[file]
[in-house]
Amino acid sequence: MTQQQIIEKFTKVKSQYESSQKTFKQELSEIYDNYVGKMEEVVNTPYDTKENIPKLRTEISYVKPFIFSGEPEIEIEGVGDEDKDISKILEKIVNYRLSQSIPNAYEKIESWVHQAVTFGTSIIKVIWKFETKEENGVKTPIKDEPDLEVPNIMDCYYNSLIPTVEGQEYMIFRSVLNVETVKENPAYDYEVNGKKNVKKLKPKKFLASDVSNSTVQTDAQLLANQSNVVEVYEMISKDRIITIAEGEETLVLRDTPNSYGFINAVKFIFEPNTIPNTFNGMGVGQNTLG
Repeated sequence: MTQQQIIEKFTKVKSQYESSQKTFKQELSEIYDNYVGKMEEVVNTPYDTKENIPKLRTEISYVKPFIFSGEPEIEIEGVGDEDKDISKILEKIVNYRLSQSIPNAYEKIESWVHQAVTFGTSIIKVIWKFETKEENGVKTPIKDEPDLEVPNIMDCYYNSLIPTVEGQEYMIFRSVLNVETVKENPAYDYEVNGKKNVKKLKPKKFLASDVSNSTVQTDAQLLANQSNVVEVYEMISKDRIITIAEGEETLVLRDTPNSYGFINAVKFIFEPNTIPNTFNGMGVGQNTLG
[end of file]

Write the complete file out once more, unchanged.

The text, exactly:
[in-house]
Amino acid sequence: MTQQQIIEKFTKVKSQYESSQKTFKQELSEIYDNYVGKMEEVVNTPYDTKENIPKLRTEISYVKPFIFSGEPEIEIEGVGDEDKDISKILEKIVNYRLSQSIPNAYEKIESWVHQAVTFGTSIIKVIWKFETKEENGVKTPIKDEPDLEVPNIMDCYYNSLIPTVEGQEYMIFRSVLNVETVKENPAYDYEVNGKKNVKKLKPKKFLASDVSNSTVQTDAQLLANQSNVVEVYEMISKDRIITIAEGEETLVLRDTPNSYGFINAVKFIFEPNTIPNTFNGMGVGQNTLG
Repeated sequence: MTQQQIIEKFTKVKSQYESSQKTFKQELSEIYDNYVGKMEEVVNTPYDTKENIPKLRTEISYVKPFIFSGEPEIEIEGVGDEDKDISKILEKIVNYRLSQSIPNAYEKIESWVHQAVTFGTSIIKVIWKFETKEENGVKTPIKDEPDLEVPNIMDCYYNSLIPTVEGQEYMIFRSVLNVETVKENPAYDYEVNGKKNVKKLKPKKFLASDVSNSTVQTDAQLLANQSNVVEVYEMISKDRIITIAEGEETLVLRDTPNSYGFINAVKFIFEPNTIPNTFNGMGVGQNTLG